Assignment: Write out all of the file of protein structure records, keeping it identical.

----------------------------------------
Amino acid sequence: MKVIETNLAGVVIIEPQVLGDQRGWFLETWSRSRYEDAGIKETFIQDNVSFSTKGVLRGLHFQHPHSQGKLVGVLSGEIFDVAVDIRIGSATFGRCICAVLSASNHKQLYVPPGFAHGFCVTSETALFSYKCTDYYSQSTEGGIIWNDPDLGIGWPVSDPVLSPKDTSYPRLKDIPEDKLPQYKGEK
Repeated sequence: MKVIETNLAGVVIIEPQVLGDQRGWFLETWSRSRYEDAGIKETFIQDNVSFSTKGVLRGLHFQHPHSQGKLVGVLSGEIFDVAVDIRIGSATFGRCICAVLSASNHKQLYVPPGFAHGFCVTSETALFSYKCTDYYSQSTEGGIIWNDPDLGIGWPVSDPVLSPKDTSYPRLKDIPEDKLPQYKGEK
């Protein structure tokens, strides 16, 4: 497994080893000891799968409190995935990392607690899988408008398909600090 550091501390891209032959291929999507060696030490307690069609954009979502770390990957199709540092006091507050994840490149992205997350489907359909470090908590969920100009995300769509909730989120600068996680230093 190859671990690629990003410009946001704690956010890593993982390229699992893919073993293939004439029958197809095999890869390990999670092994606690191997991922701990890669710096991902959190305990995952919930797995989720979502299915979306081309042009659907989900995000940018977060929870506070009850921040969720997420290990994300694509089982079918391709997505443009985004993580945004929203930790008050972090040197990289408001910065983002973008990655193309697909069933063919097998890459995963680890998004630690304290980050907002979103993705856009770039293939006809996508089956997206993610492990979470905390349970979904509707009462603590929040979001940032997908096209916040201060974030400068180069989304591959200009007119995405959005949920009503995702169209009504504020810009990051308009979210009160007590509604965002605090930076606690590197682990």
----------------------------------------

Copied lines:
Amino acid sequence: MKVIETNLAGVVIIEPQVLGDQRGWFLETWSRSRYEDAGIKETFIQDNVSFSTKGVLRGLHFQHPHSQGKLVGVLSGEIFDVAVDIRIGSATFGRCICAVLSASNHKQLYVPPGFAHGFCVTSETALFSYKCTDYYSQSTEGGIIWNDPDLGIGWPVSDPVLSPKDTSYPRLKDIPEDKLPQYKGEK
Repeated sequence: MKVIETNLAGVVIIEPQVLGDQRGWFLETWSRSRYEDAGIKETFIQDNVSFSTKGVLRGLHFQHPHSQGKLVGVLSGEIFDVAVDIRIGSATFGRCICAVLSASNHKQLYVPPGFAHGFCVTSETALFSYKCTDYYSQSTEGGIIWNDPDLGIGWPVSDPVLSPKDTSYPRLKDIPEDKLPQYKGEK
């Protein structure tokens, strides 16, 4: 497994080893000891799968409190995935990392607690899988408008398909600090 550091501390891209032959291929999507060696030490307690069609954009979502770390990957199709540092006091507050994840490149992205997350489907359909470090908590969920100009995300769509909730989120600068996680230093 190859671990690629990003410009946001704690956010890593993982390229699992893919073993293939004439029958197809095999890869390990999670092994606690191997991922701990890669710096991902959190305990995952919930797995989720979502299915979306081309042009659907989900995000940018977060929870506070009850921040969720997420290990994300694509089982079918391709997505443009985004993580945004929203930790008050972090040197990289408001910065983002973008990655193309697909069933063919097998890459995963680890998004630690304290980050907002979103993705856009770039293939006809996508089956997206993610492990979470905390349970979904509707009462603590929040979001940032997908096209916040201060974030400068180069989304591959200009007119995405959005949920009503995702169209009504504020810009990051308009979210009160007590509604965002605090930076606690590197682990």